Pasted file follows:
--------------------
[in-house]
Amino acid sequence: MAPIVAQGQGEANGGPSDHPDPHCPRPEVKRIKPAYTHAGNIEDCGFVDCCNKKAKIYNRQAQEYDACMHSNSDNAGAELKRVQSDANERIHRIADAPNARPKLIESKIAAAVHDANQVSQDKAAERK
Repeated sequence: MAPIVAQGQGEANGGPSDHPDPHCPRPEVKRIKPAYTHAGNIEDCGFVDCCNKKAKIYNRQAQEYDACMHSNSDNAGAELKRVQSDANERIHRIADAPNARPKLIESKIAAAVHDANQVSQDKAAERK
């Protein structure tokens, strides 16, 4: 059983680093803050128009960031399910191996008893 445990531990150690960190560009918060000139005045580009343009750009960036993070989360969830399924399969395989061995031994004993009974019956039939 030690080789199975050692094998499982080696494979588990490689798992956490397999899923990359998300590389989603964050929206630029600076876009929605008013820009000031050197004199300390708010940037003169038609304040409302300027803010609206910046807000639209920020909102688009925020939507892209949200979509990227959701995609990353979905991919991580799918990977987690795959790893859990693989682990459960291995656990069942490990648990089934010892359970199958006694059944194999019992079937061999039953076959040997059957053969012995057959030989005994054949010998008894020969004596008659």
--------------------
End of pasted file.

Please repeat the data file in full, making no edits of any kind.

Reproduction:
[in-house]
Amino acid sequence: MAPIVAQGQGEANGGPSDHPDPHCPRPEVKRIKPAYTHAGNIEDCGFVDCCNKKAKIYNRQAQEYDACMHSNSDNAGAELKRVQSDANERIHRIADAPNARPKLIESKIAAAVHDANQVSQDKAAERK
Repeated sequence: MAPIVAQGQGEANGGPSDHPDPHCPRPEVKRIKPAYTHAGNIEDCGFVDCCNKKAKIYNRQAQEYDACMHSNSDNAGAELKRVQSDANERIHRIADAPNARPKLIESKIAAAVHDANQVSQDKAAERK
């Protein structure tokens, strides 16, 4: 059983680093803050128009960031399910191996008893 445990531990150690960190560009918060000139005045580009343009750009960036993070989360969830399924399969395989061995031994004993009974019956039939 030690080789199975050692094998499982080696494979588990490689798992956490397999899923990359998300590389989603964050929206630029600076876009929605008013820009000031050197004199300390708010940037003169038609304040409302300027803010609206910046807000639209920020909102688009925020939507892209949200979509990227959701995609990353979905991919991580799918990977987690795959790893859990693989682990459960291995656990069942490990648990089934010892359970199958006694059944194999019992079937061999039953076959040997059957053969012995057959030989005994054949010998008894020969004596008659």